Guitarist Tony Catania kinda looks like a younger Jimmy Page and is an excellent musician, nailing every part with grace and having fun at the same time. He had an arsenal of guitars running through a Marshall JCM 900 and an Orange. His favs were a sunburst Les Paul and a 3 pickup LP Black Beauty with a Bigsby. He also had an acoustic mounted on a stand so he could play it without removing the electric for rapid switching back and forth, a Fender 12 string, Danelectro (for Kashmir) and of course the requisite dual-neck SG for Stairway to Heaven. Rounding out the lineup was the talented and smiling (and skinny) Stephan LeBlanc who filled in with keys, guitar and steel, providing a much fuller sound when the audio engineers gave him any volume.
Well, I can’t even remember all the songs, but they did my favorite anthems: How Many More Times, Dazed & Confused, and of course Stairway to Heaven, all played to perfection. Tony did a fine job with the violin bow and EchoPlex. When they did Moby Dick, John Bonham’s trademark drum solo song, we had father and son playing with Bonzo up on the huge screen at back of stage, interspersed with live video of the band.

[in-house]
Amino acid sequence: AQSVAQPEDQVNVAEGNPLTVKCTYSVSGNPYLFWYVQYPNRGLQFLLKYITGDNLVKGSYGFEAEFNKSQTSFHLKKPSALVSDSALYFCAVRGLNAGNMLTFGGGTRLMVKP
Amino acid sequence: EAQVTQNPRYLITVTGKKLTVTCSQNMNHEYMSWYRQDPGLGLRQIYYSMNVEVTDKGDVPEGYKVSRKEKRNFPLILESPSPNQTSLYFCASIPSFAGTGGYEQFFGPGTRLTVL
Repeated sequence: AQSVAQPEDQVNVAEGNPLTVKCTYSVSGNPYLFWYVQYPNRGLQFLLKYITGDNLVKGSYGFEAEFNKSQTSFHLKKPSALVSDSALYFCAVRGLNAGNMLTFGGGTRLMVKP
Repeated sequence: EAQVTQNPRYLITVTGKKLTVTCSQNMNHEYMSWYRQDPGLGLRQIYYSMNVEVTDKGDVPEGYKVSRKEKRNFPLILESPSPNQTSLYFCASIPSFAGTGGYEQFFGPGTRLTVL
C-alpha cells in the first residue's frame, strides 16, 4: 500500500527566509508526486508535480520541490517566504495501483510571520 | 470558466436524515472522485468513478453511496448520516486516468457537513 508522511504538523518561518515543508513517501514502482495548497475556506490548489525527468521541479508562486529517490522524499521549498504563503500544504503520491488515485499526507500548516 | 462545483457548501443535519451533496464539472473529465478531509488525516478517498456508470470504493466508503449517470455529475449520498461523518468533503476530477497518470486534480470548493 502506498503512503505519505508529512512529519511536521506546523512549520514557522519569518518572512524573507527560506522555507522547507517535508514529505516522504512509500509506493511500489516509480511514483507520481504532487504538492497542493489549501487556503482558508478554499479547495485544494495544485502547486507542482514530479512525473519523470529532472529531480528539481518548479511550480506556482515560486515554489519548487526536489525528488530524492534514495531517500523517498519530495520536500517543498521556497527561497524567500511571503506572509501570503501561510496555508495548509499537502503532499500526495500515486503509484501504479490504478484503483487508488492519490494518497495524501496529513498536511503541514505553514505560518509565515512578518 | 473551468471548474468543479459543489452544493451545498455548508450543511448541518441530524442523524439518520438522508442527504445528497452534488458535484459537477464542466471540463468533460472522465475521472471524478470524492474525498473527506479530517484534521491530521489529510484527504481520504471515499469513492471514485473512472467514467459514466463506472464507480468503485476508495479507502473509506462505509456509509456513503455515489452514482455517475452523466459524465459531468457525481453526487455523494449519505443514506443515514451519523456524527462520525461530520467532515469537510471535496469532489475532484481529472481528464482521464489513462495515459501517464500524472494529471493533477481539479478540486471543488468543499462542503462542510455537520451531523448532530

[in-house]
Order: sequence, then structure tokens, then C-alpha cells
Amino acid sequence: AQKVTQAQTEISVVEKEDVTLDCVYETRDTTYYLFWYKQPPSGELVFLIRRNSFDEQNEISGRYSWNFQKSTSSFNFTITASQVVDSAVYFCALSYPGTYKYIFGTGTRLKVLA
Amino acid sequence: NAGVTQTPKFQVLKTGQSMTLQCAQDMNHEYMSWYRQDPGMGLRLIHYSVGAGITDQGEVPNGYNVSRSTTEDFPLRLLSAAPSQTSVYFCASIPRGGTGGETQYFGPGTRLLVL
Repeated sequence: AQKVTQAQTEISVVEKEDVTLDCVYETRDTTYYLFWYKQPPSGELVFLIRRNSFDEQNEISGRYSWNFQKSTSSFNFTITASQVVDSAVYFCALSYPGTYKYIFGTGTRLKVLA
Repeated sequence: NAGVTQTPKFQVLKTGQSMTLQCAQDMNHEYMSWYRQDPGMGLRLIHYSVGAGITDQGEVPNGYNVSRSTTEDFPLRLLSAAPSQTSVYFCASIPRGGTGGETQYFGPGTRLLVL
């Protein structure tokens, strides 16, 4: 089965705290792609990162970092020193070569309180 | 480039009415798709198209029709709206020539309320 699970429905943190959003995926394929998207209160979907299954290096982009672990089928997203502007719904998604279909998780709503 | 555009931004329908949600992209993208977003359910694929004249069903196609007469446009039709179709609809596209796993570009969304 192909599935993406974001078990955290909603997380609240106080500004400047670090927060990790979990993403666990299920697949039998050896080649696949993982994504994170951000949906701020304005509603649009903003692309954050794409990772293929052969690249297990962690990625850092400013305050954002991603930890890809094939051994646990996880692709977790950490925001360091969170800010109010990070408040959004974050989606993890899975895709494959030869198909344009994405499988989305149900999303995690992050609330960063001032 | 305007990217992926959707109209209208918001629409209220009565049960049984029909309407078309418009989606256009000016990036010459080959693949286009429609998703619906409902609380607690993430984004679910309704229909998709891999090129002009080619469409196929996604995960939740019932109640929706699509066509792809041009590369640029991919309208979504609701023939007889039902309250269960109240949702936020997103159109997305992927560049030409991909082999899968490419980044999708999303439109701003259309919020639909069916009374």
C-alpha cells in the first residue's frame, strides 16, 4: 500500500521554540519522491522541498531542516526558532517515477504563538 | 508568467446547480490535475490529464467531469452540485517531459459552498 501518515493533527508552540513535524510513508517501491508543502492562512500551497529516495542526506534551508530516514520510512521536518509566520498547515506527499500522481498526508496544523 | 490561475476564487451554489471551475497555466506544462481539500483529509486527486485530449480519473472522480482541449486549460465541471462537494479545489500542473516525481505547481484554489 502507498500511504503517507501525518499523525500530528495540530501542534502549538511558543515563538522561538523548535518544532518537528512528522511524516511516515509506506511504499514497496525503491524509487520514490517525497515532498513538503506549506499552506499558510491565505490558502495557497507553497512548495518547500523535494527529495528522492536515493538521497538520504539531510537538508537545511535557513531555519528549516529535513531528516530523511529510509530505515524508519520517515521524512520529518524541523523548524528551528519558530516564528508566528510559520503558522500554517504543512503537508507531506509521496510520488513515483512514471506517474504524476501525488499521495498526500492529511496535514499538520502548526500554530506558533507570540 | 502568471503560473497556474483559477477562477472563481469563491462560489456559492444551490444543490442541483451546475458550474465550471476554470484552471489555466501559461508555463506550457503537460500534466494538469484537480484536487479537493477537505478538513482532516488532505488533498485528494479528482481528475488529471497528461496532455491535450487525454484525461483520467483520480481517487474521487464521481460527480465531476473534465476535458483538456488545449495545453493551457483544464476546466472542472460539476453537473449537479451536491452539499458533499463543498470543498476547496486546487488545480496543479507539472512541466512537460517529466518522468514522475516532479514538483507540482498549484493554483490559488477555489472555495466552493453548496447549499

Jason talked to us some more saying “this next song sucked in practice, so we added this”, and next thing was a recording of John Bonham playing the opening beats to When the Levee Breaks. Tony played slide on the Fender 12 and Stephan played steel guitar, while Michael added some harmonica. Very powerful!!! Tony was ripping on one of my favorite blues by LZ – Since I've Been Loving You. Killer! Other notable tunes were the Ocean, Black Dog, Good Times, Bad Times, Babe I’m Gonna Leave You and many more.
There was some hilarious home video of a young (7 or 8?) Jason playing the drums, then dancing in front of the drum set while Mom & Dad watched laughing. It really was up close and personal, making me think many times of another young man honoring his father’s music in much the same way – Dweezil Zappa. Recreating it for old farts while introducing it to younger generations that never saw the original band.